Cliff Villas

Cee’s Black & White Challenge: This black and white challenge is topic related and this week the theme is Older than 50 years.

And this is also my entry to this week’s Lingering Look at Windows hosted by Dawn over at “The Day After“.

There’s rather a lot in Ludlow that falls into this category. In fact most of the buildings go back as far as the 11th century so 50 years here is considered to be new. Even if you have lived here for 50 years you are still considered an outsider   🙂

(click to enlarge and see the detail)

Cliff Villas BWCliff Villas – Ludford

Dating back to circa 1840 Cliff Villas are Grade II listed character homes. There are stone mullion windows on the ground floor, oriel windows to the first floor, ornamental barge boards, ornamental plaster work with timber framing and decorative multi-shaft chimney stack. The windows are majority metal framed with lattice work or small panes.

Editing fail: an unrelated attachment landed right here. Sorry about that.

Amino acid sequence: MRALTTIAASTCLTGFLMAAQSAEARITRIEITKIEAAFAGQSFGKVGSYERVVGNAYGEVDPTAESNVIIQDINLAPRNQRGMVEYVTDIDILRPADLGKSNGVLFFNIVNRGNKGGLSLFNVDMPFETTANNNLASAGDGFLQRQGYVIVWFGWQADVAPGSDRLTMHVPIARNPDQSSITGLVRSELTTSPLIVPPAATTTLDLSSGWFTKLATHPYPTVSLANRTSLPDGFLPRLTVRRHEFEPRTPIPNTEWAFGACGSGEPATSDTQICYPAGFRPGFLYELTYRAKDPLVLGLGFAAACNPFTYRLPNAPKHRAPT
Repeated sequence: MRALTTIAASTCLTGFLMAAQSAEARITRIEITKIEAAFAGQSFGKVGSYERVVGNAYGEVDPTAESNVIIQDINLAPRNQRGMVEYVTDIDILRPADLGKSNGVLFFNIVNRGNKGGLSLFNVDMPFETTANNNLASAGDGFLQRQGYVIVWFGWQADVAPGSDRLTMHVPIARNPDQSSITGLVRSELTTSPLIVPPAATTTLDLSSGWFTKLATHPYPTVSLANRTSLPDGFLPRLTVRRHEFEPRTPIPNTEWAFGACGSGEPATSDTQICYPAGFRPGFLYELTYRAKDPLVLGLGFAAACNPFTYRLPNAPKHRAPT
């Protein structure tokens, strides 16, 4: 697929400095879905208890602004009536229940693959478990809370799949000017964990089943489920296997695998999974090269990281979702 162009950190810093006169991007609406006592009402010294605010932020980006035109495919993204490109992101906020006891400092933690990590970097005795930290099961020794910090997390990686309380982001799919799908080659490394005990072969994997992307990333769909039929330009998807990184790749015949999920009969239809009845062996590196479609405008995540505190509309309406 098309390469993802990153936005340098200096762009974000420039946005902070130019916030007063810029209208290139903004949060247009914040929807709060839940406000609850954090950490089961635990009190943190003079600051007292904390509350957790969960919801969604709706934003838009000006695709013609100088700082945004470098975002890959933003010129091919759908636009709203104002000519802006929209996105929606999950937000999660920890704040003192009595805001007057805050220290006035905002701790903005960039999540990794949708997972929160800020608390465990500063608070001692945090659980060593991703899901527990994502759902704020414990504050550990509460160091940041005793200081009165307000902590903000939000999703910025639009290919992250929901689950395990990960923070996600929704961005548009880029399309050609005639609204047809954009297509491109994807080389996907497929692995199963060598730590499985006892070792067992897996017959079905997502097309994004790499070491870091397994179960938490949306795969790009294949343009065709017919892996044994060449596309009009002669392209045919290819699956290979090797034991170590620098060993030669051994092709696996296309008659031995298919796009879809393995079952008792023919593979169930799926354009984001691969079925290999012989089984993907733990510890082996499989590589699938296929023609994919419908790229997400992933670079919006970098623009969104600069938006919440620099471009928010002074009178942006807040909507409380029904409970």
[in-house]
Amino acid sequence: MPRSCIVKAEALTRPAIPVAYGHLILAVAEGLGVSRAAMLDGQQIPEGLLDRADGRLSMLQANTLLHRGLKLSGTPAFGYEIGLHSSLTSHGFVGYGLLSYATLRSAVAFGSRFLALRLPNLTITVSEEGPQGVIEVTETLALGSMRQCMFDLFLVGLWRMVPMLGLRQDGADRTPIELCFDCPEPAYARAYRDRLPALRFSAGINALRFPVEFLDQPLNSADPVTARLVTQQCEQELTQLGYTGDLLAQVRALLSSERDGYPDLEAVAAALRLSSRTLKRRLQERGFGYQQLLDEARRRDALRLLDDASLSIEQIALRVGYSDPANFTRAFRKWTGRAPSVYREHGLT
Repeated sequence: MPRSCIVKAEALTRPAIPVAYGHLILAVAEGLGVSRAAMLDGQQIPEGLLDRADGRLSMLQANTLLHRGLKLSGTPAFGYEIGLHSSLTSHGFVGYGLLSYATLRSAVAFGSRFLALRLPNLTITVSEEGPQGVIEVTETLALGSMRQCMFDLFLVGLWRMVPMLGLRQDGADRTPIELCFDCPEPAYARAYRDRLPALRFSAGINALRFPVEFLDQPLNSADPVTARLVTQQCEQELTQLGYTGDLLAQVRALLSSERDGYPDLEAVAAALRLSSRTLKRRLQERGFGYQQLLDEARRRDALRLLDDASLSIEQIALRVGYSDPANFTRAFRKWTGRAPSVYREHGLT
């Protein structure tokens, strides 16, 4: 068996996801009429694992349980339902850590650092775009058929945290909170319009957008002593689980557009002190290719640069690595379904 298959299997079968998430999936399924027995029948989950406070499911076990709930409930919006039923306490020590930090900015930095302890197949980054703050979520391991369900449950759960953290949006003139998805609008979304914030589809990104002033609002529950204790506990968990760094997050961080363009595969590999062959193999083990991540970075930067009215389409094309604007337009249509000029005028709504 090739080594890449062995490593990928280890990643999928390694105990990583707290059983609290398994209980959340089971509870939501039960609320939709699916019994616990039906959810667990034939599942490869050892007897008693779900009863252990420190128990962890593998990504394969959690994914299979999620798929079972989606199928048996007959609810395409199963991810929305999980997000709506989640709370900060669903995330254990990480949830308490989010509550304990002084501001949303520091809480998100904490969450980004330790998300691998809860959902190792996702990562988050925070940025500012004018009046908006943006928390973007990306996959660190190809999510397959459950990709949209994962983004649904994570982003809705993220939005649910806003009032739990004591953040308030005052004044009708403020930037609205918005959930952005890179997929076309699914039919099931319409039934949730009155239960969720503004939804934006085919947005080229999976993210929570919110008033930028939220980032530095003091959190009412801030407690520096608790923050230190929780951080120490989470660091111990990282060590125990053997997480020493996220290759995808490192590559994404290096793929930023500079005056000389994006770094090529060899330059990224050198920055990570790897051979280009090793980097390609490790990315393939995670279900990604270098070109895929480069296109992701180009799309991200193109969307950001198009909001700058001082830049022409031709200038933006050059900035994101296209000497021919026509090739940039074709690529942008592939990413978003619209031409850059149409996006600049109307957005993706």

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Published by

Heyjude

I now live back in the UK, but spent several years travelling the world and then living in South Africa. I look forward to a long and leisurely retirement doing what I like most - gardening, photography, walking and travelling.

19 thoughts on “Cliff Villas”

  1. It’s looks wonderful! 🙂 Funny, isn’t how something is considered new and old. in Heydon the newest installation (The Well) goes back to Queen Victoria. 🙂
    Hope you’re fine Jude. Is it still terrible wet underneath your feet?
    Greetings from the Rhine Valley
    Dina

    1. They are lovely to look at from the outside, I suspect the interior is a little dark. Fine day here today Dina. Though lots of water all around the town still.

  2. Great hit on two challenges, Jude… I love these old timbered houses to look at, but I wouldn’t want the responsibility and the maintenance!

    1. Yes it was fortuitous that these two challenges worked in my favour this week. Great windows in these houses, but you’re right, they take a lot of maintenance and being listed you can’t make changes easily.

    1. Thanks Sylvia 🙂 I guess B&W works well because they are painted black and white, and also full of textural details such as the plaster work and the barge boards and the wonderful patterned timber frame.

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